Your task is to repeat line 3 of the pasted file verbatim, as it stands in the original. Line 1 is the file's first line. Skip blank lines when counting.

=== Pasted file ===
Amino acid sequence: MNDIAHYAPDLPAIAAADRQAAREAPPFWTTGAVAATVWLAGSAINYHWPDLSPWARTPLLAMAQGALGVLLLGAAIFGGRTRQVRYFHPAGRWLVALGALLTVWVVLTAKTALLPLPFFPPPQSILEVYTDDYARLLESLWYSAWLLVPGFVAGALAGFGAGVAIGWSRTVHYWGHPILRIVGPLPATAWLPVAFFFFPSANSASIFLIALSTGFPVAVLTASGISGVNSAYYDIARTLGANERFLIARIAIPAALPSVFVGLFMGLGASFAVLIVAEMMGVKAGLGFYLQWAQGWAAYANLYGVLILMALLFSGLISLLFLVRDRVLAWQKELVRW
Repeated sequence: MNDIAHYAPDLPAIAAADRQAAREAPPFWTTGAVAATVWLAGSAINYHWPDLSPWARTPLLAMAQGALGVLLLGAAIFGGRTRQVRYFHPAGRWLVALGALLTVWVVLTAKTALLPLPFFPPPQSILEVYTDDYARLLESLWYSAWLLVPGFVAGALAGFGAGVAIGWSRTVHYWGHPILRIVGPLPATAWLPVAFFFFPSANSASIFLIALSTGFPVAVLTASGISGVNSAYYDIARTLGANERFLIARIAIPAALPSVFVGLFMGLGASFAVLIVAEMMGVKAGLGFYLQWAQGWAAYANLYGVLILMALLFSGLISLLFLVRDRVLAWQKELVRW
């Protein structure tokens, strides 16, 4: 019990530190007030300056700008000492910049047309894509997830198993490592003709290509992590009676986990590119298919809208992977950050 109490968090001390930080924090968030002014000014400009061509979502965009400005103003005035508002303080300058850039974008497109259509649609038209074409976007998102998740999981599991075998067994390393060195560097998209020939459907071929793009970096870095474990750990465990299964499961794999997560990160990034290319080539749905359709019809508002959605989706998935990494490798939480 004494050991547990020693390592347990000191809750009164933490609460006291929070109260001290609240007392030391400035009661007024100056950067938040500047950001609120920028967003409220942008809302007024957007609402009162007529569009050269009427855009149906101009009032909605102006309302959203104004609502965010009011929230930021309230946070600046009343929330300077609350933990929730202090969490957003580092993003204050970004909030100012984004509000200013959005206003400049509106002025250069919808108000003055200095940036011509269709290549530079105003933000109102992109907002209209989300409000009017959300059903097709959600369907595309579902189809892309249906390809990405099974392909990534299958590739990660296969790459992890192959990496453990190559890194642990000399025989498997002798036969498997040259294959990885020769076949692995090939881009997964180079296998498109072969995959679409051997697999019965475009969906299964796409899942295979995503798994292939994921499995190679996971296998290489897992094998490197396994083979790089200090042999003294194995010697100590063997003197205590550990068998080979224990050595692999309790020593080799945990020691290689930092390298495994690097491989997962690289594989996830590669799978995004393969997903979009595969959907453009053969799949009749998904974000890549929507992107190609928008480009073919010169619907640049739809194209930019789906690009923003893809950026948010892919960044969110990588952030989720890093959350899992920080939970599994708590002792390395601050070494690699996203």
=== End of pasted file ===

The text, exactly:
């Protein structure tokens, strides 16, 4: 019990530190007030300056700008000492910049047309894509997830198993490592003709290509992590009676986990590119298919809208992977950050 109490968090001390930080924090968030002014000014400009061509979502965009400005103003005035508002303080300058850039974008497109259509649609038209074409976007998102998740999981599991075998067994390393060195560097998209020939459907071929793009970096870095474990750990465990299964499961794999997560990160990034290319080539749905359709019809508002959605989706998935990494490798939480 004494050991547990020693390592347990000191809750009164933490609460006291929070109260001290609240007392030391400035009661007024100056950067938040500047950001609120920028967003409220942008809302007024957007609402009162007529569009050269009427855009149906101009009032909605102006309302959203104004609502965010009011929230930021309230946070600046009343929330300077609350933990929730202090969490957003580092993003204050970004909030100012984004509000200013959005206003400049509106002025250069919808108000003055200095940036011509269709290549530079105003933000109102992109907002209209989300409000009017959300059903097709959600369907595309579902189809892309249906390809990405099974392909990534299958590739990660296969790459992890192959990496453990190559890194642990000399025989498997002798036969498997040259294959990885020769076949692995090939881009997964180079296998498109072969995959679409051997697999019965475009969906299964796409899942295979995503798994292939994921499995190679996971296998290489897992094998490197396994083979790089200090042999003294194995010697100590063997003197205590550990068998080979224990050595692999309790020593080799945990020691290689930092390298495994690097491989997962690289594989996830590669799978995004393969997903979009595969959907453009053969799949009749998904974000890549929507992107190609928008480009073919010169619907640049739809194209930019789906690009923003893809950026948010892919960044969110990588952030989720890093959350899992920080939970599994708590002792390395601050070494690699996203």